Un Limosna por Amor del Dios

[In line with my posts on humility, I’d like to disclaim that I am posting the video of a performance that is certainly not flawless… the point was to provide a musical example to illustrate a “contemplative impression”, not to capture perfection-of-sound.]

So, the story goes…

In May of 1944 in El Salvador, across the street from where Agustín Barrios Mangoré was living at the time, there was a beggar who positioned himself there every morning and recited the phrase “Una limosna por el amor Dios?” (“Alms for the Love of God?”: apparently a common phrase used by beggars throughout Latin America). Upon hearing this repetitive call for charity, Barrios composed this work. It’s bass line is persistent, even stubbornly so (much like the repeated phrase of the mendicant) and the melody utilizes a technique on classical guitar call “tremolo”: a fast repetition of singles notes so as to give the illusion that it is sustaining.

Ol’ Agustín was a little eccentric. In addition to being incredibly artistically gifted (he was a prodigy guitarist and a very talented calligrapher and sketch-artist), he was also quite a performer — from 1930-1934, he changed his name to:

“Chief Nitsuga Mangoré, the Paganini of the Guitar from the jungles of Paraguay”

“Nitsuga” = “Agustín” spelled backwards

“Mangoré” = as I understand it, he was a famous Latin American chief (Barrios would sometimes perform with a rather large and gaudy Indian headdress)

“Paganini” = probably the most famous violin virtuoso in history

So… he was a fun guy.

Unfortunately all but forgotten by the time of his death, Barrios composed what has now become some of the most well-loved guitar pieces in the classical repertoire.

Part of why I love this piece so much is the way the “sustaining” melody soars above the steady bass pattern — these complementary elements fill the sound-space with a finely woven textured fabric of harmony.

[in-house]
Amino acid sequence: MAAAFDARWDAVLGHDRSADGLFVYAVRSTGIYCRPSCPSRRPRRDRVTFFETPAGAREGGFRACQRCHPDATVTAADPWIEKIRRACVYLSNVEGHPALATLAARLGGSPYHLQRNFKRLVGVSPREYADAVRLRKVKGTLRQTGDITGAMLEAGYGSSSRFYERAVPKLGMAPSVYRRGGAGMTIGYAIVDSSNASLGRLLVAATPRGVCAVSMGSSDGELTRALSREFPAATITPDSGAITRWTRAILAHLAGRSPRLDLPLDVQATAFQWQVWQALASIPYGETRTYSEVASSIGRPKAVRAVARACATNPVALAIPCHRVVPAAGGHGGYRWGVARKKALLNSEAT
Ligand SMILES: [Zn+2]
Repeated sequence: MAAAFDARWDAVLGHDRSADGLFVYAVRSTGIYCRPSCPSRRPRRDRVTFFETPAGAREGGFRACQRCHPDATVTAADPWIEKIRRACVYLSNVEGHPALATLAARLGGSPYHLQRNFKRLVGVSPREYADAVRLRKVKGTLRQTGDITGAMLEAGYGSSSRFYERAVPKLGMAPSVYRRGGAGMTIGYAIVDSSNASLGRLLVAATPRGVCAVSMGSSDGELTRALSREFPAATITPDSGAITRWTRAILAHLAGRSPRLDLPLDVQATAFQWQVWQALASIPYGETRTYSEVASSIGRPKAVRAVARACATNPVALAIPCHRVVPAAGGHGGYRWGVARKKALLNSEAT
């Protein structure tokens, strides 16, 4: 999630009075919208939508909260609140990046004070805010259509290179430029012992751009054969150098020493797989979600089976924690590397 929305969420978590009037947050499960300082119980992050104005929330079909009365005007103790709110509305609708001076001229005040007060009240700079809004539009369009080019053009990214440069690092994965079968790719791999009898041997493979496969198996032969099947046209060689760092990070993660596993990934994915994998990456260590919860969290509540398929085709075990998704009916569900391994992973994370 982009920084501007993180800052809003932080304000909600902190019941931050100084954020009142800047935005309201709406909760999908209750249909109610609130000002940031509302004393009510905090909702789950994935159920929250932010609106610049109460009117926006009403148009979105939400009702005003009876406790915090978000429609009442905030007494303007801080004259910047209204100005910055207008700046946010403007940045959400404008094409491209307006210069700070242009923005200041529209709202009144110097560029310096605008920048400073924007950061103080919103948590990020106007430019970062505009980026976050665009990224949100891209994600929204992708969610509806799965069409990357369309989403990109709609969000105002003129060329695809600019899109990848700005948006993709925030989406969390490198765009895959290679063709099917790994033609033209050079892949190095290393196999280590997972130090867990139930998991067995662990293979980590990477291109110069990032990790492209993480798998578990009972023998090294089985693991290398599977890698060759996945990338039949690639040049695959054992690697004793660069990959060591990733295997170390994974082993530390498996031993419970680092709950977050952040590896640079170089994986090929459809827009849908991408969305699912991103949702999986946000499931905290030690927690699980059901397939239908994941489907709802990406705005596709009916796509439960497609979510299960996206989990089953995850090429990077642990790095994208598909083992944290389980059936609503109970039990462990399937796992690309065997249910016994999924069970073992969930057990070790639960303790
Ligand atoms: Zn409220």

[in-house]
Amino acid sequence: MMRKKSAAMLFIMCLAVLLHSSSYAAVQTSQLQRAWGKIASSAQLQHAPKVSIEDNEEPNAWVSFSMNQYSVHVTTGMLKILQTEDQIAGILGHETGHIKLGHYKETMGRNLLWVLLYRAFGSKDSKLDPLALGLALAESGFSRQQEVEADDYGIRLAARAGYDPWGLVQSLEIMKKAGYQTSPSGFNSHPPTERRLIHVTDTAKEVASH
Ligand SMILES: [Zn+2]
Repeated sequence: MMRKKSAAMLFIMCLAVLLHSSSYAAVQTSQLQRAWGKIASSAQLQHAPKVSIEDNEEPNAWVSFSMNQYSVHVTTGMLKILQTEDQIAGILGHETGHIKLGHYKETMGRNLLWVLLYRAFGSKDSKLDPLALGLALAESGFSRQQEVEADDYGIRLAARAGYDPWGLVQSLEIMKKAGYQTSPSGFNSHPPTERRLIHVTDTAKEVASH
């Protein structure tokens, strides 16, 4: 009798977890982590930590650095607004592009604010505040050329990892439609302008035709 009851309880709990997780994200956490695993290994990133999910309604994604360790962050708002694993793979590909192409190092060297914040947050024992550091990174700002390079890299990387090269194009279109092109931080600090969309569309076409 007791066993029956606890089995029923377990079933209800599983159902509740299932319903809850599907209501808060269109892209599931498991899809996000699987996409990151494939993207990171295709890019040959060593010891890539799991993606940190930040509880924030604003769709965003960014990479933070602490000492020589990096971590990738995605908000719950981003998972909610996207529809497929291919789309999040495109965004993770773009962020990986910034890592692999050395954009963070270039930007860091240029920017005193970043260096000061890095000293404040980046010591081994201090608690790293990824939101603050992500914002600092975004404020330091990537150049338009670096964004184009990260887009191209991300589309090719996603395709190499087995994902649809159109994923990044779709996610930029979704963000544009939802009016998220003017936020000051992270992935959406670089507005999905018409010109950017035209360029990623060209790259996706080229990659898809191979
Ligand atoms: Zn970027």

More specifically, the “sustain” of the tremolo effect feels very similar to the way we may think about how the human self behaves: actually composed of multiple components that typically fall together, our steady stream of experience through time gives way to the impression that there is a permanent, limited, and solid “THING” that is who we are.

And there is, in fact, a sense of self that we should take care to nurture and protect in life — it just happens to be there and not be there (just like Barrios’ singing tremolo melody).

Melody is one of the most important elements of music (in addition to things like rhythm, harmony, and timbre); and, much like melody to music, our sense of self is a central part of being alive.

Making sense, finding meaning, and building wholesome habits of mind and behavior are some of the things that we all have to do in order to build a fulfilling life for ourselves.

In addition to that, however, a very paradoxical way of finding fulfillment is to train oneself to see through the sense of self that is doing the sense-making, meaning-finding, and habit-building.

Enter contemplative practice…

Our survival on this earth depends on the assumption that “we” are solid, coherent, and consistent over time — this isn’t something we should strive to get rid of (for several reasons). But, considering the fact that most of us live in safe enough societies to not have to constantly worry about survival, we have the evolutionary privilege to spend some of our time setting the habit of “selfing” down to just rest in the state of an “unselfed self” [see Martin Laird].

What’s funny (and blessed and beautiful and fortunate and miraculous) is that it is from that “unselfed” perspective (hard-won and only humbly “achieved”) that loving, compassionate, and graceful presence emerges quite naturally.

Now, this may only arise for blips or slivers of time even after quite a lot of effort sitting in contemplative practice — that’s ok. The “unproductive”, “disappointing”, “unskillful”, “poorly-sat”, and “chaotically-driven” sessions of meditation are the very moments that provide the best history for those slivers of surrender that show us the salvific simultaneity of self-love and self-forgetting.

But that’s not the goal…

The goal is to sit. To be present. To want by not-wanting. To open and allow. To fail and to love.

This is the work of life.

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